The translators of Humboldt County


By Sarahi Apaez

During the spring preview introduction in the Lumberjack Arena, Rosamel Benavides-Garb watched and listened through his headset as his students translated for the parents of incoming HSU freshmen.

Benavides-Garb, the chair of the department of world languages and cultures, teaches a translation and interpretation class at HSU. Students get to experience real service learning through translating for middle schools and high schools in the county during parent teacher conferences through a community outreach partnership with the Humboldt County Office of Education, as well as events at HSU such as spring preview.

These students are helping their community and the wave of Latinx students with parents who don’t speak English. Most high schools and middle schools are not in compliance when it comes to the need for translators at parent teacher conferences according to Benavides-Garb. HSU students get to play a huge role in translation services when it comes to student success in the county. 

Rosamel Benavides-Garb listening through his earpiece during Spring Preview.

Benavides-Garb feels that translation and interpretation services are very necessary especially in the high school setting.

“Parents have never heard their child’s teachers say that their child is an excellent student,” Benavides-Garb said. “Students are forced to be translators for their parents during these interactions and they have no idea how to translate that they themselves are excellent students.”

Students like Carlos Sanchez have been translating alongside Benavides-Garb since taking his translation and interpretation class in 2014.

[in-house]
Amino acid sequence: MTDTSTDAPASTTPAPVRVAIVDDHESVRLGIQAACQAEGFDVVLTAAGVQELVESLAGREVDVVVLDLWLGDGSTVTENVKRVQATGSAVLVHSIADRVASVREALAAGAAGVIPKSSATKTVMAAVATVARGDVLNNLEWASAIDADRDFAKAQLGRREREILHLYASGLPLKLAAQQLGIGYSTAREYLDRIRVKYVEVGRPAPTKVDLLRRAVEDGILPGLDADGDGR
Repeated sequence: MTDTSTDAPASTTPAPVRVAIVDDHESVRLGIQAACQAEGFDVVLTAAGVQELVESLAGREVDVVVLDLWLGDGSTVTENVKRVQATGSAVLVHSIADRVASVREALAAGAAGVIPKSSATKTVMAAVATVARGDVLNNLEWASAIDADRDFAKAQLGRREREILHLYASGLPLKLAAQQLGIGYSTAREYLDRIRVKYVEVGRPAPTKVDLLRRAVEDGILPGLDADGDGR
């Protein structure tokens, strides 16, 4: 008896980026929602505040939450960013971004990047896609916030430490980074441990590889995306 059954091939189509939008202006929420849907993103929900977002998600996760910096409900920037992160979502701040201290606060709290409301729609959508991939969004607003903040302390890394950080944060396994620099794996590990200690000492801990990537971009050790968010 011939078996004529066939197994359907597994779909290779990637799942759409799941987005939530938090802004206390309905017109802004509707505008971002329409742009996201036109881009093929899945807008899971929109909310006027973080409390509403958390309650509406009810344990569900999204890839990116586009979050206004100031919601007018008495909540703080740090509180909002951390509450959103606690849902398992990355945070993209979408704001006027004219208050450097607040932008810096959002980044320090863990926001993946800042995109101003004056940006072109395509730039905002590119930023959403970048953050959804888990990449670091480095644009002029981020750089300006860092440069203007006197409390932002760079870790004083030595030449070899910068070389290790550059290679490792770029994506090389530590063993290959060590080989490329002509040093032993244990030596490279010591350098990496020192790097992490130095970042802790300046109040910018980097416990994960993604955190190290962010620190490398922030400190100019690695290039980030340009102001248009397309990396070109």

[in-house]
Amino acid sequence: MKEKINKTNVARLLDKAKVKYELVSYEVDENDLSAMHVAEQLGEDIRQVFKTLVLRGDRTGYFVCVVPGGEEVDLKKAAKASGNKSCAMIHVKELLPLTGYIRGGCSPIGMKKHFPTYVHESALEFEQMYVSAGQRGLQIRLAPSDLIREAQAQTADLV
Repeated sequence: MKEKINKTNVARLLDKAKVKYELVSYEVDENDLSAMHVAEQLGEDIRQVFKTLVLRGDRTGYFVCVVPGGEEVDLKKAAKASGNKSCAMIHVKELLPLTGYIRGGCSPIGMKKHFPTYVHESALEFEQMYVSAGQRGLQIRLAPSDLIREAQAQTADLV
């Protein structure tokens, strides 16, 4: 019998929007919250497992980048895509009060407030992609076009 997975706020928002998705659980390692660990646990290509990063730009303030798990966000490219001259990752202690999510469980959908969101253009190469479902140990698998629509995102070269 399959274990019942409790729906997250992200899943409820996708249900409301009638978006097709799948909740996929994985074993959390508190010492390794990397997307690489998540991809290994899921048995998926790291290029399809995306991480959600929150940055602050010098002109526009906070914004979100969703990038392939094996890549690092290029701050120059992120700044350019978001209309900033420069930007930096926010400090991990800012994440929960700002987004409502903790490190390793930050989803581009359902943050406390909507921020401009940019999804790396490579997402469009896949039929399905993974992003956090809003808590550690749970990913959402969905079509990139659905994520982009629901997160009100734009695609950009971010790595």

Sanchez believes that through the field work for the translation and interpretation class has provided him with many opportunities for him to grow as a student and as an individual.

These students get real practice that they put on their resume through this service orientated class. They help their community as they take these classes.

“Bilingualism is something that is dear to me,” Benavides-Garb said.

With HSU as a Hispanic-Serving Institution with an influx of Latinx students, classes offered and taught by Benavides-Garb serve a very important purpose to students, the institution, and the community.

Rosamel Benavides-Garb assisting students in the translation of the book African Masks.

Rosamel Benavides-Garb assisting students in the translation of the book African Masks.

“HSU makes students into bilingual professionals,” Benavides-Garb said. “It takes a lifetime to acquire a second language but a lot of students at HSU are already bringing that.”

But just because a student is bilingual does not mean they can translate. Students learn interpretation in Benavides-Garb’s class which is the exact translation with all of the cultural complexions.

Benavides-Garb’s translation and interpretation class has had the opportunity of translating the book “African Masks” by James Gaasch from English to Spanish. The class is currently in the proofreading process where they work in groups to editing the translations bit by bit.

The book about the collection which was on exhibit at HSU is currently being sold on Amazon and after being translated in Spanish, it will be available for sale in Spanish speaking countries.

Alejandro Arredondo, a senior psychology major, is currently in the translation and interpretation field study class and has been translating the book “African Masks”.

“It’s a great opportunity to share a culture’s story in various languages,” Arredondo said.

After learning about the context and the message of the book, Arredondo feels confident about contributing to these stories and documents.

The Department of world languages and culture is creating a connection to these stories and documents to HSU.

“It has been a relentless call for service, providing translation services for our community,” Benavides-Garb said.

Share This Post

Share on facebook
Share on twitter
Share on email
Share on reddit

More Stories

As students return to campus post-COVID, so do club sports

by Alina Ferguson COVID-19 disturbed, disrupted, and delayed many lives and events over the past few years. Club sports at Cal Poly Humboldt were no exception. Sport clubs that have been around since the 90s had to be put on

Mycologists club: Fun-gis in the forest

by Alina Ferguson Mycology is a very young science, a baby in fact. Up until 1969, Fungi did not even have their own kingdom, as they do now, but were technically considered to be plants. Mushrooms are not plants, contrary

Be First to Comment

Leave a Reply